A More Perfect Union

In Pursuit is a philosophical exegesis on what is wrong with contemporary social policy analysis. In some ways it is a sequel to Murray's Losing Ground, having much in common with Part IV (Rethinking Social Policy) of that influential book. Though this is a more enterprising work, it is also a less successful one, leaving the reader with a sense that Murray's real goal is to provide a somewhat novel argument for a libertarian conception of the common good.

Murray concludes In Pursuit by stating that "much of what central government must do first of all is to leave people alone, and then make sure that they are left alone by others—that people are restrained from the use of force against each other." What else should government do? That's about it. It is no wonder that three pages later Murray approvingly cites the libertarian philosopher Robert Nozick. But whereas Nozick was content to argue against big government on the principle of individual liberty, Murray seeks to up the ante by arguing that the pursuit of happiness is best fulfilled by having the government do next to nothing. Now it is one thing to show why government programs usually fail, quite another to maintain that the minimal state is man's best hope for attaining human happiness.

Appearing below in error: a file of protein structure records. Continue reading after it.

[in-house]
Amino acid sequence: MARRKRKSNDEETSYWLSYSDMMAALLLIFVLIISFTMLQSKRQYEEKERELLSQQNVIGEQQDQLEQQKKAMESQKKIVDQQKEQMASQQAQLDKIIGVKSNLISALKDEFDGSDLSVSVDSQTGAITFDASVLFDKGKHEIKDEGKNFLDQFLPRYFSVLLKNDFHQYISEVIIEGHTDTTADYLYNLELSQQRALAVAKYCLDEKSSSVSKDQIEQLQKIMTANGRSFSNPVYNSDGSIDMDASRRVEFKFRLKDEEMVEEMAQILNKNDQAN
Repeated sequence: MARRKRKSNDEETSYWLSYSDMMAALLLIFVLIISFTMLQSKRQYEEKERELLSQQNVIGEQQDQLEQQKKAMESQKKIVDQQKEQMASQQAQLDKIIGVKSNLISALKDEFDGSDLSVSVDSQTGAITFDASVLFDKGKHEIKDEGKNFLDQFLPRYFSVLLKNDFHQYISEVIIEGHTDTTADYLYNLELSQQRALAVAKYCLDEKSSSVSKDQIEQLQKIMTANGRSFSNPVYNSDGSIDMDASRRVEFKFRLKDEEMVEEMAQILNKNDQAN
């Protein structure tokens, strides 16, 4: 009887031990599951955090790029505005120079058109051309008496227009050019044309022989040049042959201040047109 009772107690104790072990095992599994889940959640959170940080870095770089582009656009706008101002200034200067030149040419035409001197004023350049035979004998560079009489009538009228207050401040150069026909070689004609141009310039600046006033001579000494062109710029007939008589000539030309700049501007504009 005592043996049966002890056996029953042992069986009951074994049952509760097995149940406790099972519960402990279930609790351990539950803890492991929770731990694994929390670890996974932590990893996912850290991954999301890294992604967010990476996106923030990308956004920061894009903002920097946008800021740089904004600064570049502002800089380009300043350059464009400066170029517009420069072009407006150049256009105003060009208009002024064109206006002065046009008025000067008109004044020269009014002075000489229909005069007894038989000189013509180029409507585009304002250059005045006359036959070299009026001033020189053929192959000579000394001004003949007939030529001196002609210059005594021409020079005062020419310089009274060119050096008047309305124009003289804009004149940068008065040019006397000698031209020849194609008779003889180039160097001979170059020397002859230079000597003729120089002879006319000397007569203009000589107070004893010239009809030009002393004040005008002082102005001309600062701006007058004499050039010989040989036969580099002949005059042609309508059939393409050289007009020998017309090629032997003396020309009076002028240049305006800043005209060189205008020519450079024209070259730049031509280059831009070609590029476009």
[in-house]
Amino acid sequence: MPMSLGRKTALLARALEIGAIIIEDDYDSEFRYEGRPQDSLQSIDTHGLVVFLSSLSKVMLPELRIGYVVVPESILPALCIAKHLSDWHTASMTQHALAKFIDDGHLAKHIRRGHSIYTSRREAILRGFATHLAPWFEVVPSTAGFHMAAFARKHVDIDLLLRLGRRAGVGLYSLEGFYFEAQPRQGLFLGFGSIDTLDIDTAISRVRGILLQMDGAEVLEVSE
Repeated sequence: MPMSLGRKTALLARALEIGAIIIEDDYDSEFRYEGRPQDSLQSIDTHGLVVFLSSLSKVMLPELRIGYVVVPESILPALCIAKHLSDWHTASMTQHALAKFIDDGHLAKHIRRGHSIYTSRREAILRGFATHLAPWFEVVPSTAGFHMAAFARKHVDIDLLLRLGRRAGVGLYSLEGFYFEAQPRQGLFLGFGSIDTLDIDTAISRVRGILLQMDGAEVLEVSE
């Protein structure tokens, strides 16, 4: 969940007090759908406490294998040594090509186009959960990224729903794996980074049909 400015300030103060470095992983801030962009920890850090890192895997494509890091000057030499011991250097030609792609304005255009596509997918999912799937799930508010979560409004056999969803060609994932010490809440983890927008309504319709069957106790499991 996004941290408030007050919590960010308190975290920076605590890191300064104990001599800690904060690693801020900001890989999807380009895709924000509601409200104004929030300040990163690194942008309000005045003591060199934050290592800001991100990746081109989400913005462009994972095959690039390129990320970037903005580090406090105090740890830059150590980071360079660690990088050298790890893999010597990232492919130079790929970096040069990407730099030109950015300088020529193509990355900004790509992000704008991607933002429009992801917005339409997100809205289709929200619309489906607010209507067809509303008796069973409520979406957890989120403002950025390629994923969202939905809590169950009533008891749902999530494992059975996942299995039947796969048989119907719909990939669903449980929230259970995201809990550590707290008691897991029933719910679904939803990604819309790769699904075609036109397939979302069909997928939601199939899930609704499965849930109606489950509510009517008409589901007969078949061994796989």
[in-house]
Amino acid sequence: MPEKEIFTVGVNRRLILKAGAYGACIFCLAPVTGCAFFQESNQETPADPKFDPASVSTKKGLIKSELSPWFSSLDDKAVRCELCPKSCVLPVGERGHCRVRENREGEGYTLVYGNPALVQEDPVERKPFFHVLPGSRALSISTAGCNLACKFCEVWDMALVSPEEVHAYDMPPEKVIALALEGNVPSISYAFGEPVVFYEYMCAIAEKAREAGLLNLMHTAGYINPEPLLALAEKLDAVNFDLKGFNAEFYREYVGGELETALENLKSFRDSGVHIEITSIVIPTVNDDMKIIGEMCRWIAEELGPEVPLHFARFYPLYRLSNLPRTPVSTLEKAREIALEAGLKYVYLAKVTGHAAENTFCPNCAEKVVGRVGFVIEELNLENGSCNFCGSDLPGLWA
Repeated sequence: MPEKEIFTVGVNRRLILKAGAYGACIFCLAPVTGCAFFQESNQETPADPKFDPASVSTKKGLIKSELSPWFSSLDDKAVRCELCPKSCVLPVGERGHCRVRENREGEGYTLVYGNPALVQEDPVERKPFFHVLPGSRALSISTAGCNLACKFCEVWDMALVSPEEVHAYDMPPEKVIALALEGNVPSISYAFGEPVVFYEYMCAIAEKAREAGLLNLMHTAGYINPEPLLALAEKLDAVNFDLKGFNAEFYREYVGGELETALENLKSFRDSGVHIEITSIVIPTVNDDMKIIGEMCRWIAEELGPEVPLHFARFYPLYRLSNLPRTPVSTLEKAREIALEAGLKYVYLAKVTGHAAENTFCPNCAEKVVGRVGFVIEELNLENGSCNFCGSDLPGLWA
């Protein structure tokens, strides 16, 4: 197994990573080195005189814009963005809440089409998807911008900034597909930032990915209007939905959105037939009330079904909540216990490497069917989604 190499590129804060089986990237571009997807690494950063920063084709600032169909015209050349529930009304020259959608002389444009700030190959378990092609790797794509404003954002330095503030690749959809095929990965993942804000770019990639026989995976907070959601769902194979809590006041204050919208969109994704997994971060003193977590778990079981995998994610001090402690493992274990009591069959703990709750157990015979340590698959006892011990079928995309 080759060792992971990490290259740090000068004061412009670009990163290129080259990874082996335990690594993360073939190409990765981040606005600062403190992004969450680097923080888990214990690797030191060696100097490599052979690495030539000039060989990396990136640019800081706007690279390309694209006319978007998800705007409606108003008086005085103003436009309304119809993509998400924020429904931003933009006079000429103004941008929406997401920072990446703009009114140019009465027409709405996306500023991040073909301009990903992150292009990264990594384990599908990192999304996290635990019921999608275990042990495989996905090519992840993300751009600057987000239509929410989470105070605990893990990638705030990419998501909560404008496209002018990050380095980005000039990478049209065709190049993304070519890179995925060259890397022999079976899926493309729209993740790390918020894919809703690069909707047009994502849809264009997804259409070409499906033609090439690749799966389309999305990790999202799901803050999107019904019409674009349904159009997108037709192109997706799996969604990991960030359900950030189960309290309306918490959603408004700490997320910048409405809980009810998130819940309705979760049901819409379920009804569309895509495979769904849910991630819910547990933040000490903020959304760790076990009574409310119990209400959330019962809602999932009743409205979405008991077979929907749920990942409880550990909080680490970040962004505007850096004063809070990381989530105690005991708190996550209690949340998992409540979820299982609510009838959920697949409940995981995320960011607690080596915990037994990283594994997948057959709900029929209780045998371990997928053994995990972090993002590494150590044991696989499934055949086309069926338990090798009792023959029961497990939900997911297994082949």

"The purpose of government," Murray says, "is to facilitate the pursuit of happiness of its citizens."...

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